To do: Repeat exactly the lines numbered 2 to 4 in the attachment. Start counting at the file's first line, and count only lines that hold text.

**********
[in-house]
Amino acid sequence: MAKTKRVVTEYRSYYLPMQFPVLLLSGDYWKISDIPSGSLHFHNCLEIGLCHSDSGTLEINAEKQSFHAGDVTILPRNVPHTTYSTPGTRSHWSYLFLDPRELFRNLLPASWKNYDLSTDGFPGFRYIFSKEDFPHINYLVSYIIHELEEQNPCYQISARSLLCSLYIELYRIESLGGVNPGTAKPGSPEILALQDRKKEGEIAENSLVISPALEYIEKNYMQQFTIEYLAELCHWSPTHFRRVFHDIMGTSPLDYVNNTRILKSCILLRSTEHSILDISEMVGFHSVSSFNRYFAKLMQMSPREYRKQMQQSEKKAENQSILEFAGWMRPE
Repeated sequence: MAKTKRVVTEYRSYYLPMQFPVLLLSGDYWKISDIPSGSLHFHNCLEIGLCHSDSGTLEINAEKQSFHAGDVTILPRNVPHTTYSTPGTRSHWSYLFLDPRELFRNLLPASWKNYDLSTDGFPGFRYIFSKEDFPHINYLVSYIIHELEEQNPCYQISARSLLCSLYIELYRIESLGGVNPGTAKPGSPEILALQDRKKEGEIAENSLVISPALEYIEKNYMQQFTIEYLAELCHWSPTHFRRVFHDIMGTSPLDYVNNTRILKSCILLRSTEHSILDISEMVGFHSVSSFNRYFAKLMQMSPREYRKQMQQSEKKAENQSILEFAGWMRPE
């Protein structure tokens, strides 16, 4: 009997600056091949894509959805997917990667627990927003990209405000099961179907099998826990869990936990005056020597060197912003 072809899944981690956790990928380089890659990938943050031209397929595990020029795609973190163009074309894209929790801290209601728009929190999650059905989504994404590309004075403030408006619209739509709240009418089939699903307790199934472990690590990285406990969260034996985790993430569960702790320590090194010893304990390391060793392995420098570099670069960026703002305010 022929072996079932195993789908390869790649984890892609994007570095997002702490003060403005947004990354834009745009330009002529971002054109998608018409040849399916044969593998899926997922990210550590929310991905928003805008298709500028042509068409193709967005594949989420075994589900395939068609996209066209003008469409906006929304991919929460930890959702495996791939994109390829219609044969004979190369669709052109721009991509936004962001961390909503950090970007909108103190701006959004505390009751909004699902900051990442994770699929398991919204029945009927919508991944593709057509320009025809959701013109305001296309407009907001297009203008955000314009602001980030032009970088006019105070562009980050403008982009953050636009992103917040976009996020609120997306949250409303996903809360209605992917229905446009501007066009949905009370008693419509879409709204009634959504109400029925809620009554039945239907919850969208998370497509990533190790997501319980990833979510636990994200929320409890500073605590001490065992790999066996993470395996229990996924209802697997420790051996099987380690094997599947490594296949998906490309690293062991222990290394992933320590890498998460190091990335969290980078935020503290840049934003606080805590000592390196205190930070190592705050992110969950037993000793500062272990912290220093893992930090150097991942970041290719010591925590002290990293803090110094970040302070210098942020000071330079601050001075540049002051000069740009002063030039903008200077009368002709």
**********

Amino acid sequence: MAKTKRVVTEYRSYYLPMQFPVLLLSGDYWKISDIPSGSLHFHNCLEIGLCHSDSGTLEINAEKQSFHAGDVTILPRNVPHTTYSTPGTRSHWSYLFLDPRELFRNLLPASWKNYDLSTDGFPGFRYIFSKEDFPHINYLVSYIIHELEEQNPCYQISARSLLCSLYIELYRIESLGGVNPGTAKPGSPEILALQDRKKEGEIAENSLVISPALEYIEKNYMQQFTIEYLAELCHWSPTHFRRVFHDIMGTSPLDYVNNTRILKSCILLRSTEHSILDISEMVGFHSVSSFNRYFAKLMQMSPREYRKQMQQSEKKAENQSILEFAGWMRPE
Repeated sequence: MAKTKRVVTEYRSYYLPMQFPVLLLSGDYWKISDIPSGSLHFHNCLEIGLCHSDSGTLEINAEKQSFHAGDVTILPRNVPHTTYSTPGTRSHWSYLFLDPRELFRNLLPASWKNYDLSTDGFPGFRYIFSKEDFPHINYLVSYIIHELEEQNPCYQISARSLLCSLYIELYRIESLGGVNPGTAKPGSPEILALQDRKKEGEIAENSLVISPALEYIEKNYMQQFTIEYLAELCHWSPTHFRRVFHDIMGTSPLDYVNNTRILKSCILLRSTEHSILDISEMVGFHSVSSFNRYFAKLMQMSPREYRKQMQQSEKKAENQSILEFAGWMRPE
């Protein structure tokens, strides 16, 4: 009997600056091949894509959805997917990667627990927003990209405000099961179907099998826990869990936990005056020597060197912003 072809899944981690956790990928380089890659990938943050031209397929595990020029795609973190163009074309894209929790801290209601728009929190999650059905989504994404590309004075403030408006619209739509709240009418089939699903307790199934472990690590990285406990969260034996985790993430569960702790320590090194010893304990390391060793392995420098570099670069960026703002305010 022929072996079932195993789908390869790649984890892609994007570095997002702490003060403005947004990354834009745009330009002529971002054109998608018409040849399916044969593998899926997922990210550590929310991905928003805008298709500028042509068409193709967005594949989420075994589900395939068609996209066209003008469409906006929304991919929460930890959702495996791939994109390829219609044969004979190369669709052109721009991509936004962001961390909503950090970007909108103190701006959004505390009751909004699902900051990442994770699929398991919204029945009927919508991944593709057509320009025809959701013109305001296309407009907001297009203008955000314009602001980030032009970088006019105070562009980050403008982009953050636009992103917040976009996020609120997306949250409303996903809360209605992917229905446009501007066009949905009370008693419509879409709204009634959504109400029925809620009554039945239907919850969208998370497509990533190790997501319980990833979510636990994200929320409890500073605590001490065992790999066996993470395996229990996924209802697997420790051996099987380690094997599947490594296949998906490309690293062991222990290394992933320590890498998460190091990335969290980078935020503290840049934003606080805590000592390196205190930070190592705050992110969950037993000793500062272990912290220093893992930090150097991942970041290719010591925590002290990293803090110094970040302070210098942020000071330079601050001075540049002051000069740009002063030039903008200077009368002709």